DescriptionDogbot is your ideal companion. He can’t get you back the ball you threw at him, but he is capable of tasks that require a certain degree of intelligence and no jaws. Dogbot was made (not born) with an Arduino Nano as his core controller, with the ATMega 168 processor. He was programmed to avoid obstacles, follow lines and heed voice commands. Training Dogbot to do new tricks is easier than training a real dog!
Hardware and Design
The following components have been used:
- Arduino Nano v3
- Arduino Nano I/O Shield
- IR Sensor TCRT5000
- LED Matrix 8×8 MAX7219
- Servo Motor SG90 (x1)
- Continuous Rotation Servo FS90R (x2)
- Bluetooth Module HC-05
- FS90R Wheels (x2)
- Caster Wheel (x1)
- Ultrasound Sensor HC-SR04
- 20 Female-to-Female Dupont Jumper Wires
Dogbot has a 150 mm circular base. The ultrasound sensor (his “eyes”) is located in front. Under the eyes is the LED Matrix, which serves as a mouth. It’s main use is adding expressiveness to Dogbot. He may be happy, sad, surprised, or in any state we can draw on the 8×8 matrix.
The wheels have a triangular disposition, with the caster wheel in front and both motor wheels in the back. By using the two independent motors, Dogbot can rotate in place, move forward or swerve slightly in any direction. The main drawback of this setting is that we must do some calibration: when the same order is given to each motor, the speed of the wheels can be different.
The SG90 Servo Motor moves the tail, and as such it is located in the back, between the motor wheels.
The IR sensor is attached on Dogbot’s belly, between the wheels. It is a little offset from the surface, so it can be closer to the floor. The sensor has a very short range (max. 15 mm), so it’s necessary for the line detection application.
Software and Applications
This is one the easiest applications. Usually it’s done with multiple IR sensors, but in this case we used a single sensor. The basic algorithm is as follows:
The code is really straightforward and works like a charm. While it is detecting the line, it goes right, when it stops detecting it, it goes left. The goRight and goLeft functions are implemented so that the robot doesn’t fully turn in that direction; instead one wheel is given slightly more power than the other. By necessity, the motion is a little jerky, we could achieve something smoother with more sensors. The delay controls that “jerkiness”, and increasing it makes it look less like Dogbot is having a seizure. However, too long a delay also increases the risk of losing the line.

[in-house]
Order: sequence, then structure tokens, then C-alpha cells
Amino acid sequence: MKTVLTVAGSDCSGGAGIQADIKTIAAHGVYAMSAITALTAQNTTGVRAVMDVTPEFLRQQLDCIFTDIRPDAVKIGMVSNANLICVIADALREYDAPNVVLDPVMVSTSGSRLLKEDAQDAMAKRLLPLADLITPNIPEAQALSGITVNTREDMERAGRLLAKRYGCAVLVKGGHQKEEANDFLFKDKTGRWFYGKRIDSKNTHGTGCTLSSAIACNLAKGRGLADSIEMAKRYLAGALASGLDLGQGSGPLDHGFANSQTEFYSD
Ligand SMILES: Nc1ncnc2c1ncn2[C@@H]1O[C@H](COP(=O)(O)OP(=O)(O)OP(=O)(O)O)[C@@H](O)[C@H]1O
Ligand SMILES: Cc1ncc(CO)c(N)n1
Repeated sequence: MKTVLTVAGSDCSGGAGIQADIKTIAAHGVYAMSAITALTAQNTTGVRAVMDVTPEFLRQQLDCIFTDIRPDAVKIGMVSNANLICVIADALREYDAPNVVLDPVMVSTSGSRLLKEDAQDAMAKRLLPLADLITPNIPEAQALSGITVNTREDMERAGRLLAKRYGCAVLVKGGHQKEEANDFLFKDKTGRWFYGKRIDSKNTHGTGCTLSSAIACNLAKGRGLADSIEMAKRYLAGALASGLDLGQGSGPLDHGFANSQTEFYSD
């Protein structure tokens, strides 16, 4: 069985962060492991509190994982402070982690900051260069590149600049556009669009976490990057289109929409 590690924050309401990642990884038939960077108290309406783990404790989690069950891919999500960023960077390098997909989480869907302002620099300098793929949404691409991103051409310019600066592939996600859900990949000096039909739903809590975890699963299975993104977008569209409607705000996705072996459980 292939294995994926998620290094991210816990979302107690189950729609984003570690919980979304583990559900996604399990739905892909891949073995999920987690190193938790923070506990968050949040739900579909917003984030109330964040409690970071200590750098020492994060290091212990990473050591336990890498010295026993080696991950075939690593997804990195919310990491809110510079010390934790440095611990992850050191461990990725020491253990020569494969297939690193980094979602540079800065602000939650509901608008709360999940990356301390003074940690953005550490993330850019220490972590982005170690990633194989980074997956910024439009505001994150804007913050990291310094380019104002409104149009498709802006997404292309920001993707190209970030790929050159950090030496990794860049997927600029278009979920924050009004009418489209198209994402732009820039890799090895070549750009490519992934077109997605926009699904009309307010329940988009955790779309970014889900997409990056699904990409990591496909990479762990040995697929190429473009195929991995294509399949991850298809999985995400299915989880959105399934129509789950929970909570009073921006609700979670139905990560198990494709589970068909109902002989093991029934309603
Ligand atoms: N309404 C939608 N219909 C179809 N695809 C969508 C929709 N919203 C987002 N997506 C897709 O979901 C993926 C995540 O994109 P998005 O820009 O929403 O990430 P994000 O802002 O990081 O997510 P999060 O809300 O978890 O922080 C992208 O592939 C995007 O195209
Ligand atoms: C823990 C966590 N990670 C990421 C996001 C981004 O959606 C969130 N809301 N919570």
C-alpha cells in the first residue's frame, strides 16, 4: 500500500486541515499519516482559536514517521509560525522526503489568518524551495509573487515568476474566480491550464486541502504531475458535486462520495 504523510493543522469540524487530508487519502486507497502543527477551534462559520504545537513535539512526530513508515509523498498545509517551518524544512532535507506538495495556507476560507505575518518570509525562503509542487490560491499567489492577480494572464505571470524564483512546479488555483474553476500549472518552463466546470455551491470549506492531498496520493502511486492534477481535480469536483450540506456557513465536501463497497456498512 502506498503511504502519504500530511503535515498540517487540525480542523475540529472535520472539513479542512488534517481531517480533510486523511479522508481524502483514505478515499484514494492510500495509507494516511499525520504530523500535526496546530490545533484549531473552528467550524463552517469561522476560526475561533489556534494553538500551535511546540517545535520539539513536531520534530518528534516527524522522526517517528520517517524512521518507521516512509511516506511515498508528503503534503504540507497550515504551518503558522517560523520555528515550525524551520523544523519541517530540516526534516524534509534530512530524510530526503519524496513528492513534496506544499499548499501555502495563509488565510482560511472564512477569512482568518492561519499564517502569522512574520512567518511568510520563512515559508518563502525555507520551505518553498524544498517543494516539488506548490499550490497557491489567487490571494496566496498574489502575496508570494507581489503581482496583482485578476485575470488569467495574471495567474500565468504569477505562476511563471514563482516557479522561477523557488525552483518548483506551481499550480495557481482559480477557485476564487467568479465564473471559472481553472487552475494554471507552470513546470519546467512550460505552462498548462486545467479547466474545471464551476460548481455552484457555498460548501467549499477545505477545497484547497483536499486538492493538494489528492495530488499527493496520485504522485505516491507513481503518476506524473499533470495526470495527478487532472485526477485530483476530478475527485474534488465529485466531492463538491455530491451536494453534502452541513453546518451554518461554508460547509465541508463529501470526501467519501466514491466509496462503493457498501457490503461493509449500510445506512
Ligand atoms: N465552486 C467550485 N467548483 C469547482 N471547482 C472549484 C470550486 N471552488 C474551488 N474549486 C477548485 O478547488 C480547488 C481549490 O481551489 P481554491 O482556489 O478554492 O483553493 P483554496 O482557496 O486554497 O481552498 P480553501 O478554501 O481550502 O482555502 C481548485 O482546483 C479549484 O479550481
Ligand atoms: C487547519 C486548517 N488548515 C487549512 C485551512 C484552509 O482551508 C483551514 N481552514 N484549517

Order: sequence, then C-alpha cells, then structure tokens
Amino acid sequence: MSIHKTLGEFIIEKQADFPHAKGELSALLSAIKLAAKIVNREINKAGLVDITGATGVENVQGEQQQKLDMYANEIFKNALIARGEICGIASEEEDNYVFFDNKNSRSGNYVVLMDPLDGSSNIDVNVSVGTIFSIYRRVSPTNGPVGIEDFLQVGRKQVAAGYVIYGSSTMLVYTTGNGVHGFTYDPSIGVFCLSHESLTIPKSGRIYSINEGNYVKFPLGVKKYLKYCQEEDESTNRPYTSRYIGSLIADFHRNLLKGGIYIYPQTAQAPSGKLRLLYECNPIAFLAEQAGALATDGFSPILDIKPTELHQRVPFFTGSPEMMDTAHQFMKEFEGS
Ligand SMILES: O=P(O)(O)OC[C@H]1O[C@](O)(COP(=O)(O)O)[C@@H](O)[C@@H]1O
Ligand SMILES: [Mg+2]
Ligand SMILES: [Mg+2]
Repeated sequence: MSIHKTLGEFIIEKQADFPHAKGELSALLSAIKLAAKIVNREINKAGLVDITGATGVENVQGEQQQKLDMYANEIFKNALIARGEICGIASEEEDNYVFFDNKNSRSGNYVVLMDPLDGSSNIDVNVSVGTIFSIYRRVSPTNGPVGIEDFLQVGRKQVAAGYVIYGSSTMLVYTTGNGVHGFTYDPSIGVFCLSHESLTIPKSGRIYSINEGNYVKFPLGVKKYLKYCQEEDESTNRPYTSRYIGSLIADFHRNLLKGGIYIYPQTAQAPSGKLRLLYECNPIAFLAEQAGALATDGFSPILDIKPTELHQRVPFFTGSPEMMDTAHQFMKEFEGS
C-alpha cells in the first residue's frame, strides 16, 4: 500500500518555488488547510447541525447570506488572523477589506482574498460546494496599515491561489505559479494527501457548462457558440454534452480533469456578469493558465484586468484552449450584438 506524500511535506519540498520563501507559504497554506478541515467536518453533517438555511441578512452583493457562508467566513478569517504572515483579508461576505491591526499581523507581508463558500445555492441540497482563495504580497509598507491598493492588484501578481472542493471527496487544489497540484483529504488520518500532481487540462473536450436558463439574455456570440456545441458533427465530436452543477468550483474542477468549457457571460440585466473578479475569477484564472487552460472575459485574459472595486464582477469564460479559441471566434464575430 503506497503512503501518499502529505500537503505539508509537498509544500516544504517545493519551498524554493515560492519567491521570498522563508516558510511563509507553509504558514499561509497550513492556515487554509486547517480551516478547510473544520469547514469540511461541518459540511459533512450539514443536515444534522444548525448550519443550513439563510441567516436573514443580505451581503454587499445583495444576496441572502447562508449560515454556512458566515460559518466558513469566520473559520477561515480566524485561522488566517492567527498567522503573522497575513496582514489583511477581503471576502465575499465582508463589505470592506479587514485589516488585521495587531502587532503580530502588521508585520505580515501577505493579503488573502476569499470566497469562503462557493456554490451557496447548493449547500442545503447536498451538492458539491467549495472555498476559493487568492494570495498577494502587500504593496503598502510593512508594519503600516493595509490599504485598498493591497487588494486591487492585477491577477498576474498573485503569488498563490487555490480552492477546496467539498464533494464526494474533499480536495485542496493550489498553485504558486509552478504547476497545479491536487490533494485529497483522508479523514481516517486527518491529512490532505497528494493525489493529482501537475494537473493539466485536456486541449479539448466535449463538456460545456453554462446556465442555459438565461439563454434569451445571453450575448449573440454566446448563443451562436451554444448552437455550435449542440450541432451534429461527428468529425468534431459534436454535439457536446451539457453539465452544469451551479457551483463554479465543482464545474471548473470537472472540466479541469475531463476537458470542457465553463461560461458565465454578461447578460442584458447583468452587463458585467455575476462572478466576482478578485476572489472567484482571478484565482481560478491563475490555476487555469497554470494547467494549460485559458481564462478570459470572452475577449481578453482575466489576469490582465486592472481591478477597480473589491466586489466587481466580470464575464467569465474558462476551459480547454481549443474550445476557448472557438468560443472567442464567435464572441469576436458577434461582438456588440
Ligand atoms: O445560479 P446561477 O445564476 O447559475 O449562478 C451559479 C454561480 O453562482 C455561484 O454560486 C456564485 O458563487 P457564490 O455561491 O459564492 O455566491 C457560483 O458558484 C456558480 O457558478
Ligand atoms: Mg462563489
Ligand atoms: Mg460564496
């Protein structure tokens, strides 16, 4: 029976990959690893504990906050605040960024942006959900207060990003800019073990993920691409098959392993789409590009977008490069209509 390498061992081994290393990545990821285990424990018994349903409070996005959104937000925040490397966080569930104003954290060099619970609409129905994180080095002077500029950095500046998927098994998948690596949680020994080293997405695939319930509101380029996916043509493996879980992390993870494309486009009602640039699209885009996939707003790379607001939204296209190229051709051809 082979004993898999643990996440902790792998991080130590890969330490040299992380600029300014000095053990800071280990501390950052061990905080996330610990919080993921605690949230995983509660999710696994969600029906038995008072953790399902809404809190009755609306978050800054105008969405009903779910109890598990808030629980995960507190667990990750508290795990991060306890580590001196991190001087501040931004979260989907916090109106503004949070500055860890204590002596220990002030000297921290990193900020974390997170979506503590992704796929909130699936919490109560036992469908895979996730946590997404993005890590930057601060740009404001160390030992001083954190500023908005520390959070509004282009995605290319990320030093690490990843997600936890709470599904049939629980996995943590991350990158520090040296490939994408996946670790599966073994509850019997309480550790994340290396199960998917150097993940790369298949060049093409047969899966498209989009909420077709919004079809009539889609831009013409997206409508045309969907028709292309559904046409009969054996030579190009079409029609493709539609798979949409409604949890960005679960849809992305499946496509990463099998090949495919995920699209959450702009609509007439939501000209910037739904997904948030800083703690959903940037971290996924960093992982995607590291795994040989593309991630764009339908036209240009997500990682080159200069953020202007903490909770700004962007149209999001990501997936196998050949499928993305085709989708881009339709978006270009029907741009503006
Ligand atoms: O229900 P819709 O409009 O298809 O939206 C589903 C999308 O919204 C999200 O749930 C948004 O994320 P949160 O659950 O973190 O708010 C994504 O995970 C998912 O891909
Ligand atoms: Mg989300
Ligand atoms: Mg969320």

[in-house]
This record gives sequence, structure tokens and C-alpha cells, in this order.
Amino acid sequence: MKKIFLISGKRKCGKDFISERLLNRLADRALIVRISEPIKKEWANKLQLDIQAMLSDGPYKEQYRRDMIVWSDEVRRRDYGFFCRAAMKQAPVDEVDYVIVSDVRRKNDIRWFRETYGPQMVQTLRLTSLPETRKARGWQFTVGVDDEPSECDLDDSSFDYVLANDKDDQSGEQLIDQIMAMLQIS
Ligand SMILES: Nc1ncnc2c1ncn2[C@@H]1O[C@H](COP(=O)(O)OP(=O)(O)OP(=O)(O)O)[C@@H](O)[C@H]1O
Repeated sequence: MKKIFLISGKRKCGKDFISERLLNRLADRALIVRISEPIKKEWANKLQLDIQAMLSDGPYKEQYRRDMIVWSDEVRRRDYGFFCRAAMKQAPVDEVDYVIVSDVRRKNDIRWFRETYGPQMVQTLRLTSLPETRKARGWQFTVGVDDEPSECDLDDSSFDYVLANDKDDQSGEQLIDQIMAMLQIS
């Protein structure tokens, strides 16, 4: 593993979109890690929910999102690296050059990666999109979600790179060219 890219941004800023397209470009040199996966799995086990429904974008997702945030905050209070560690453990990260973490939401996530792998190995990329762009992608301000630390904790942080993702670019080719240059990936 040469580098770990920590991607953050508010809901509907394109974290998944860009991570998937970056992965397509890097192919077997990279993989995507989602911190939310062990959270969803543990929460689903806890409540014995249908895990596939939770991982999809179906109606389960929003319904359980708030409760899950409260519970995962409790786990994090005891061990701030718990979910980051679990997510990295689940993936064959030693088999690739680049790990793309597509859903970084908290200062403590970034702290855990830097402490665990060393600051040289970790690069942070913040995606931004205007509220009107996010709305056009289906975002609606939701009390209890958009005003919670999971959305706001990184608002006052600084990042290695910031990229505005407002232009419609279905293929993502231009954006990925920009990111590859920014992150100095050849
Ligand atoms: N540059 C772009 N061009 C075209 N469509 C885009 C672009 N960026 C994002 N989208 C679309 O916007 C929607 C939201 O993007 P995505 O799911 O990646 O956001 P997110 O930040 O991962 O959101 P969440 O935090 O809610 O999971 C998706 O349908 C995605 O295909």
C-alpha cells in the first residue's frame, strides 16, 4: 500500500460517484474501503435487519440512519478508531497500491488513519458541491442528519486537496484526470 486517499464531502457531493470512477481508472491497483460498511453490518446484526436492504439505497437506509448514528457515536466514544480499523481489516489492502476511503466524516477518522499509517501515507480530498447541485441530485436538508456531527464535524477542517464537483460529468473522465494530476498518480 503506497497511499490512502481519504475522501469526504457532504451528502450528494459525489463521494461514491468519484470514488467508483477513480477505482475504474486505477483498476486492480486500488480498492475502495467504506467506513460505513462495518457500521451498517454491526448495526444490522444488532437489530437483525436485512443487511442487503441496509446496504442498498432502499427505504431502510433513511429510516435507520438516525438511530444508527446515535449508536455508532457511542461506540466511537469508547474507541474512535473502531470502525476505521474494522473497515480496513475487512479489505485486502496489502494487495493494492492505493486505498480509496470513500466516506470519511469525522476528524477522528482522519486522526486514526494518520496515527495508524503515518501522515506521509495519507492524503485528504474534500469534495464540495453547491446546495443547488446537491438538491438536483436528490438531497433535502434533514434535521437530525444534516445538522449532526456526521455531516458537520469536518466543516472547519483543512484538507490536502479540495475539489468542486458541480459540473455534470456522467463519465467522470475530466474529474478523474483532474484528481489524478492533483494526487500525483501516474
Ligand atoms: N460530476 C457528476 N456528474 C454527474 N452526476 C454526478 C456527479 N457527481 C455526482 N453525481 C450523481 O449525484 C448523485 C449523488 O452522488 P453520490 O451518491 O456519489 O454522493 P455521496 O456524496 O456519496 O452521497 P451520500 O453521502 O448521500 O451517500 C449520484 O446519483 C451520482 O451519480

To add some flavour, Dogbot shows a happy smile when following the line and is fazed when he loses it. This adds some complexity to the logic but is easy enough to implement.
This application uses the ultrasound sensor. The sensor works by sending a sound wave and measuring the time until we get it back. As the speed of sound in the air is known (340 m/s approx.), we can convert the time to a distance. The specs tell us we can sense up to 4m ahead, though we don’t need that much. When Dogbot sees something that’s closer than 30 cm, he turns right. With this rudimentary system, he can avoid big obstacles. Sometimes he oversees some thin obstacles, though, like chair legs and such. But in his clumsy way, he gets by. Being round helps: he doesn’t get stuck trying to turn in a wall.
What is a dog you can’t order around? Dogbot can’t sit, but he will sing on command! For this application we used the Bluetooth module, the buzzer and a tool called App Inventor 2, generously provided by the MIT. App Inventor 2 let us design an Android app which could connect with Dogbot via Bluetooth. After the pairing of devices is done, Dogbot waits on standby for the next command. Using the Voice Recognition function which comes integrated with every Android system we can command anything we like. Some things that Dogbot understands are:
- Turn Left
- Turn Right
- Good Boy! (he wags his tail and smiles)
The app also provides some buttons that can be configured (in the Arduino code) to do any function. The singing part is done by reproducing tones of certain frequencies during different intervals with the buzzer. Some melodies can be found on the Internet, and if you’re musical enough you may even want to write your own.
Sergio Alemany Ibor
Gonzalo Ferrer Pastor